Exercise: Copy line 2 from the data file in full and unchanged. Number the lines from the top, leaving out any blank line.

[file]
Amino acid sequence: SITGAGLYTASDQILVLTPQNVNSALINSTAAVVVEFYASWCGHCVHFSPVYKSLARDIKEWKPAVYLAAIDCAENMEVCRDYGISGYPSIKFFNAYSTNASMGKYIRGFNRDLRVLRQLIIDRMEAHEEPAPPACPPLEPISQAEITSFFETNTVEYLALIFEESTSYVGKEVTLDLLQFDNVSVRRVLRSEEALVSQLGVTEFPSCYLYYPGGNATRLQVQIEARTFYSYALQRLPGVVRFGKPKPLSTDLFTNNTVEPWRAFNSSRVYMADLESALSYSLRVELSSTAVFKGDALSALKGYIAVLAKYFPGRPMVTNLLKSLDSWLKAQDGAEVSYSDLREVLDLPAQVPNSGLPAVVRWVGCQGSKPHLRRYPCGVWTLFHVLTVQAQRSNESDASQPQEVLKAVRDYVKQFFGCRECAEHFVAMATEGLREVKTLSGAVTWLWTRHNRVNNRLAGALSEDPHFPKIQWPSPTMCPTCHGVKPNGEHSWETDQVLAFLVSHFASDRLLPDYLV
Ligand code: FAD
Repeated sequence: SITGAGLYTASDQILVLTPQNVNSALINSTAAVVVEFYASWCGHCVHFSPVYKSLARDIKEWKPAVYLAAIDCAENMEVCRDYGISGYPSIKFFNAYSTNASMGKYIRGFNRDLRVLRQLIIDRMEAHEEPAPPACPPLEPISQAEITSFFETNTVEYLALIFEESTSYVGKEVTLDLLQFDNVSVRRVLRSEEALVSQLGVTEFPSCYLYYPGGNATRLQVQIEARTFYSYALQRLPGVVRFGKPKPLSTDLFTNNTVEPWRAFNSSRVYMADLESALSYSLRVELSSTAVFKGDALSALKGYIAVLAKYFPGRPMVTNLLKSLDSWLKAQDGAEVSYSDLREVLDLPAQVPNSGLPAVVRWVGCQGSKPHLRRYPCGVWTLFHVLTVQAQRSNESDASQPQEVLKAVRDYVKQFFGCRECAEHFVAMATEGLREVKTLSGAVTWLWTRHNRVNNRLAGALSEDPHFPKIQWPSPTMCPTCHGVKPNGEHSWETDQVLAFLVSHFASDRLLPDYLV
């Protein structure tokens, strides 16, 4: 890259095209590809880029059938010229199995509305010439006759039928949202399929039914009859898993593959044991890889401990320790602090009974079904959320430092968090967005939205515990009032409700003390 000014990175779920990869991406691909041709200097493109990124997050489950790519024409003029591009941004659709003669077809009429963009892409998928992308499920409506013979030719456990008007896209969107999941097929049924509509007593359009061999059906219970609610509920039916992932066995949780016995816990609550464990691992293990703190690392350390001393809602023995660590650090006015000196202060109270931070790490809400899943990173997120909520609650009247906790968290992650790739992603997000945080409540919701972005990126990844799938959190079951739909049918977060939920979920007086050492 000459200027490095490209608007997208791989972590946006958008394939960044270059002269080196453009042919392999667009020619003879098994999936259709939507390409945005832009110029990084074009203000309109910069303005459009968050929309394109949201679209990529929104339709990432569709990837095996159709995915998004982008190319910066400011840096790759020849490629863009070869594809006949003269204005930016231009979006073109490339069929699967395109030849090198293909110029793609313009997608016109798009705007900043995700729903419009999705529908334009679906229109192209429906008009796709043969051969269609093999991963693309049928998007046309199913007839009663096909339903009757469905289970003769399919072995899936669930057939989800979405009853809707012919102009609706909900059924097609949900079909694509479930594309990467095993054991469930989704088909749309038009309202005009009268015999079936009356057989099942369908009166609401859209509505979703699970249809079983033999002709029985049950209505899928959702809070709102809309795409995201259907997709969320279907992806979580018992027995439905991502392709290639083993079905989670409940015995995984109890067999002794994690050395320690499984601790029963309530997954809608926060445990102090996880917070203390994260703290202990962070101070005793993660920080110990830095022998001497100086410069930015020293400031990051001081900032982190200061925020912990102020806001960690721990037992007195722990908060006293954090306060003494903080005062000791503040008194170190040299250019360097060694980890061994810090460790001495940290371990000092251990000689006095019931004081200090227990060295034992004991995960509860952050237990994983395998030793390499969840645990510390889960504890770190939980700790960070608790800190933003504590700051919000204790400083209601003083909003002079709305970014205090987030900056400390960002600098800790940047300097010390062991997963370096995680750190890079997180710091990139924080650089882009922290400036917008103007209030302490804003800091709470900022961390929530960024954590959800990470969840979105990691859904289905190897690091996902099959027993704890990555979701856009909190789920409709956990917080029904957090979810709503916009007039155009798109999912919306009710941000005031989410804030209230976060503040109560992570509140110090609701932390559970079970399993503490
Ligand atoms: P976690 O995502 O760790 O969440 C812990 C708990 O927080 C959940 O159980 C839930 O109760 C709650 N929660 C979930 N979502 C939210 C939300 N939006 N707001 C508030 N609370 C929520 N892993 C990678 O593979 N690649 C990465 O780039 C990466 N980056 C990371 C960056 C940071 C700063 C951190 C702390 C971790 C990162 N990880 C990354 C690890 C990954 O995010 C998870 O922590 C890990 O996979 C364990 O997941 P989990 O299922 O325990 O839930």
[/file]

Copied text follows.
Ligand code: FAD